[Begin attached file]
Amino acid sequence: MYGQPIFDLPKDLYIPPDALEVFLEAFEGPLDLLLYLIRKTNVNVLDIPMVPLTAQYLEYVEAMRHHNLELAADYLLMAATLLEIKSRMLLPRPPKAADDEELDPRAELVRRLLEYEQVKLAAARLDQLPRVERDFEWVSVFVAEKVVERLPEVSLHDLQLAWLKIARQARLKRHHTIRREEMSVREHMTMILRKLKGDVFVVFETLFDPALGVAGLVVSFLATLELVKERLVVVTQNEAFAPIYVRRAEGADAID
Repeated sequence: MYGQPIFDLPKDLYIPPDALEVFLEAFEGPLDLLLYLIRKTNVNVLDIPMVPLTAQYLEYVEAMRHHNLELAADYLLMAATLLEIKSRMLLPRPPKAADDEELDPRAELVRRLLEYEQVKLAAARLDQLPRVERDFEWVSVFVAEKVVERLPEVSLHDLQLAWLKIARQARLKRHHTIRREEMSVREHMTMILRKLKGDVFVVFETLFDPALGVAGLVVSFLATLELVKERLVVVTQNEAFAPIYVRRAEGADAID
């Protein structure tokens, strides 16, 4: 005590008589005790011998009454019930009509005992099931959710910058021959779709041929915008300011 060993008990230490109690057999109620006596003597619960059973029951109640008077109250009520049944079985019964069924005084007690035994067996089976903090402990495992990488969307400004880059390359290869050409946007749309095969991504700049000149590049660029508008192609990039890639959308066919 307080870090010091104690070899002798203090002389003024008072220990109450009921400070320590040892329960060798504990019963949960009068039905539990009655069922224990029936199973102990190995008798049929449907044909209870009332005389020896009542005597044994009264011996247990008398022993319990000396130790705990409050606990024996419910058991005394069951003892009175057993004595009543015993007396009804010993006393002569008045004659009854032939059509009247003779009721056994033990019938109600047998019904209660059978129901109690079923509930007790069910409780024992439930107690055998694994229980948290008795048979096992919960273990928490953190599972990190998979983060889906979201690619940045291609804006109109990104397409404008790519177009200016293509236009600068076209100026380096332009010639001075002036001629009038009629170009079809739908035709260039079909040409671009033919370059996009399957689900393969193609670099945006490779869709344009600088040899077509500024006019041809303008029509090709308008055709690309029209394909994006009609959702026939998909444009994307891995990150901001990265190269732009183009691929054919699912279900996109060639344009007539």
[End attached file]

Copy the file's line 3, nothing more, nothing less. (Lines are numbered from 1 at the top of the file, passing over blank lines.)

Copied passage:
């Protein structure tokens, strides 16, 4: 005590008589005790011998009454019930009509005992099931959710910058021959779709041929915008300011 060993008990230490109690057999109620006596003597619960059973029951109640008077109250009520049944079985019964069924005084007690035994067996089976903090402990495992990488969307400004880059390359290869050409946007749309095969991504700049000149590049660029508008192609990039890639959308066919 307080870090010091104690070899002798203090002389003024008072220990109450009921400070320590040892329960060798504990019963949960009068039905539990009655069922224990029936199973102990190995008798049929449907044909209870009332005389020896009542005597044994009264011996247990008398022993319990000396130790705990409050606990024996419910058991005394069951003892009175057993004595009543015993007396009804010993006393002569008045004659009854032939059509009247003779009721056994033990019938109600047998019904209660059978129901109690079923509930007790069910409780024992439930107690055998694994229980948290008795048979096992919960273990928490953190599972990190998979983060889906979201690619940045291609804006109109990104397409404008790519177009200016293509236009600068076209100026380096332009010639001075002036001629009038009629170009079809739908035709260039079909040409671009033919370059996009399957689900393969193609670099945006490779869709344009600088040899077509500024006019041809303008029509090709308008055709690309029209394909994006009609959702026939998909444009994307891995990150901001990265190269732009183009691929054919699912279900996109060639344009007539």